Con holds also that history is a very important teacher. The framers of the Constitution were great students of the history of civilization. This knowledge of human history and of governments, along with the difficulty of protecting liberty, lead them to develop the electoral college for the selection of the president. A central theme which runs throughout the Federalist Papers, the premiere contemporaneous defense of the proposed constitution, is the fear of federal overreach. The federal government, of which the President is the executive, is a creation of the states. That needs to be absorbed, as it has been largely forgotten. The states created the federal government. The power of the federal government was limited by design, to lengthen the time we might be able to maintain our freedom. As such, the intended purpose of the Electoral College was to have a president in effect chosen by the states, not by a democratic vote. The framers understood the danger of democracy and were strongly opposed to this sort of tyranny.
Further Pro seems to feel that each individual vote in each of the various states should carry the same weight in the election. This again is a nod toward direct democracy, the tyranny of the majority. Originally and until it was unwisely modified by the 17th Amendment to the U.S. Constitution, U.S. Senators were not elected by popular vote. The were chosen prior to that time by the respective state legislatures. Why? This was be design and with a purpose. Remember, the federal government was a creation of the states, and they rightly felt a prerogative to maintain some leverage over it, to keep it in check. Our legislative branch of government was created to be bicameral, having a House of Representatives, directly elected and responsive to the people, and a Senate, chosen by the states to protect their interests from federal overreach. Since the implementation of the 17th amendment we have what amounts to a unicameral legislature, where the senate is simply a pointless mirror of the House of Representatives.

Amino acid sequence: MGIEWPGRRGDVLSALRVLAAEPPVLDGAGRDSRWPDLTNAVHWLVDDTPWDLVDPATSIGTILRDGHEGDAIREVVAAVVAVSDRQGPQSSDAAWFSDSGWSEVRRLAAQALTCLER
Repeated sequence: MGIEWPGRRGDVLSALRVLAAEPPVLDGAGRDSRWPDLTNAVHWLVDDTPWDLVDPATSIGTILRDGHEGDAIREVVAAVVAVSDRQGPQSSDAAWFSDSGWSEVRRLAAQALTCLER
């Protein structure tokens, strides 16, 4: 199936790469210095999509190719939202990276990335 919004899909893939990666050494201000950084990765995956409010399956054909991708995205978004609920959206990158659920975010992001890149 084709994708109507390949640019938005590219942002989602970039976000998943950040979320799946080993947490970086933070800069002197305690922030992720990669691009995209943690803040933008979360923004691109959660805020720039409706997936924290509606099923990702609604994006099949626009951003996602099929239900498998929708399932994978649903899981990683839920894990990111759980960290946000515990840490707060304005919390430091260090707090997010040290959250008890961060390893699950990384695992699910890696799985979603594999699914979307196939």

The selection of Senators by the states was, as is the Electoral College, an essential part of our properly functioning Republic. This form of government has been under attack from the beginning, because the freedom it handed to people who live under it are unheard of in human history, and freedom in general has not been the normal state of mankind. Oppression has instead been the rule for most of our fellow men. Removing the Electoral College, while not the first, nor the last, step toward a purely democratic tyranny of the majority, would constitute another great step in that direction. Governments of free people are meant to protect the minority from the majority-the majority would not need any protection in a democracy, and the minority would have none. All of these little steps toward democracy and away from a representative republic are like death of liberty by 1,000 cuts. No one is fatal. Together, they end in death.
Debate Round No. 2


I respectfully disagree.
By electing our President based on who the majority of our population selects, the vote of every American citizen would hold equal weight and significance. This would be without the inclusion and interference of the Electoral College. Under this new system, when we vote for President we would actually be voting for President. We would not be instructing "electors" on how we want them to vote. The American peoples' will would always be executed and honored, and could never be thwarted.